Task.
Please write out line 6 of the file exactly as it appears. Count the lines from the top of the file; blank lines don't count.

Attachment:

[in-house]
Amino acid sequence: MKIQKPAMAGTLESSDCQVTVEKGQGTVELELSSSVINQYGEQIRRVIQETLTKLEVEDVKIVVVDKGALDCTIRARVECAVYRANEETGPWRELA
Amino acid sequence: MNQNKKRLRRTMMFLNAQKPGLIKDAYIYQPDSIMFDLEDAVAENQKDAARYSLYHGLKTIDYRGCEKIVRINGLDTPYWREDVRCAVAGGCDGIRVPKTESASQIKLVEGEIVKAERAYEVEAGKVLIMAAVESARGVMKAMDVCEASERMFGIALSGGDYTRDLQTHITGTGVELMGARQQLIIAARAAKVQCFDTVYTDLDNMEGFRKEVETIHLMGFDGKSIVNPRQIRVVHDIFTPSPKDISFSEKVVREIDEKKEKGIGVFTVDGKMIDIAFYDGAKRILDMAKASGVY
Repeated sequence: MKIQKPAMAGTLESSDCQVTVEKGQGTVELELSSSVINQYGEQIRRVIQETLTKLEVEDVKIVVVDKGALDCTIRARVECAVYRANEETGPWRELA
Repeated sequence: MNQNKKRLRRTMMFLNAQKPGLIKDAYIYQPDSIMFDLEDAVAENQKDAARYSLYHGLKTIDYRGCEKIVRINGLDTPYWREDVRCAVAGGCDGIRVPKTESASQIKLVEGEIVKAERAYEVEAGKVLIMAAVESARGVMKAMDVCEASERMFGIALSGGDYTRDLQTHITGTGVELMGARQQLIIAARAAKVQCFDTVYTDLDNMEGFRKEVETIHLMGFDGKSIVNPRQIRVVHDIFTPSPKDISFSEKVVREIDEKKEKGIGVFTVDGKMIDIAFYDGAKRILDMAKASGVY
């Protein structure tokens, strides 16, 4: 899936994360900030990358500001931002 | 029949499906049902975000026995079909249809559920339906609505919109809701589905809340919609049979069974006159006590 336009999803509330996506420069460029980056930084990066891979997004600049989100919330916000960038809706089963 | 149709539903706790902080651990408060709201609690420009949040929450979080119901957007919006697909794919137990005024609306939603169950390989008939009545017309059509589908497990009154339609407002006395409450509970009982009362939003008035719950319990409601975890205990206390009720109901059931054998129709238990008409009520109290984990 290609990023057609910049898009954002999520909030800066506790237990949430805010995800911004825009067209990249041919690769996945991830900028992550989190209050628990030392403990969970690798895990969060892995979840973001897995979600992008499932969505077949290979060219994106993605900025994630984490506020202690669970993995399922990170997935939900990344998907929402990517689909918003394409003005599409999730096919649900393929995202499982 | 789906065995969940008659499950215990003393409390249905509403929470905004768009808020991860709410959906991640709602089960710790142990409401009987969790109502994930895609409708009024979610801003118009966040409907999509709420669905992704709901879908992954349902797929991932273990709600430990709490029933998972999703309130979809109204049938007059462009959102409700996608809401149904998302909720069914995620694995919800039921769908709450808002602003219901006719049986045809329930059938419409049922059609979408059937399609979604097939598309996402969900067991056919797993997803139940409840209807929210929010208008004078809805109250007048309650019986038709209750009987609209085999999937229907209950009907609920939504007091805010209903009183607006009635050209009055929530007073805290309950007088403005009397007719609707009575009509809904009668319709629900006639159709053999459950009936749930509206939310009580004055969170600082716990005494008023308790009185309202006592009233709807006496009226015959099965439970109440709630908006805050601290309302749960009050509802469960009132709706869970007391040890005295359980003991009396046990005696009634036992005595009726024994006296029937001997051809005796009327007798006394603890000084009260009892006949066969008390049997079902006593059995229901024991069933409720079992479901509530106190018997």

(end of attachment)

């Protein structure tokens, strides 16, 4: 899936994360900030990358500001931002 | 029949499906049902975000026995079909249809559920339906609505919109809701589905809340919609049979069974006159006590 336009999803509330996506420069460029980056930084990066891979997004600049989100919330916000960038809706089963 | 149709539903706790902080651990408060709201609690420009949040929450979080119901957007919006697909794919137990005024609306939603169950390989008939009545017309059509589908497990009154339609407002006395409450509970009982009362939003008035719950319990409601975890205990206390009720109901059931054998129709238990008409009520109290984990 290609990023057609910049898009954002999520909030800066506790237990949430805010995800911004825009067209990249041919690769996945991830900028992550989190209050628990030392403990969970690798895990969060892995979840973001897995979600992008499932969505077949290979060219994106993605900025994630984490506020202690669970993995399922990170997935939900990344998907929402990517689909918003394409003005599409999730096919649900393929995202499982 | 789906065995969940008659499950215990003393409390249905509403929470905004768009808020991860709410959906991640709602089960710790142990409401009987969790109502994930895609409708009024979610801003118009966040409907999509709420669905992704709901879908992954349902797929991932273990709600430990709490029933998972999703309130979809109204049938007059462009959102409700996608809401149904998302909720069914995620694995919800039921769908709450808002602003219901006719049986045809329930059938419409049922059609979408059937399609979604097939598309996402969900067991056919797993997803139940409840209807929210929010208008004078809805109250007048309650019986038709209750009987609209085999999937229907209950009907609920939504007091805010209903009183607006009635050209009055929530007073805290309950007088403005009397007719609707009575009509809904009668319709629900006639159709053999459950009936749930509206939310009580004055969170600082716990005494008023308790009185309202006592009233709807006496009226015959099965439970109440709630908006805050601290309302749960009050509802469960009132709706869970007391040890005295359980003991009396046990005696009634036992005595009726024994006296029937001997051809005796009327007798006394603890000084009260009892006949066969008390049997079902006593059995229901024991069933409720079992479901509530106190018997």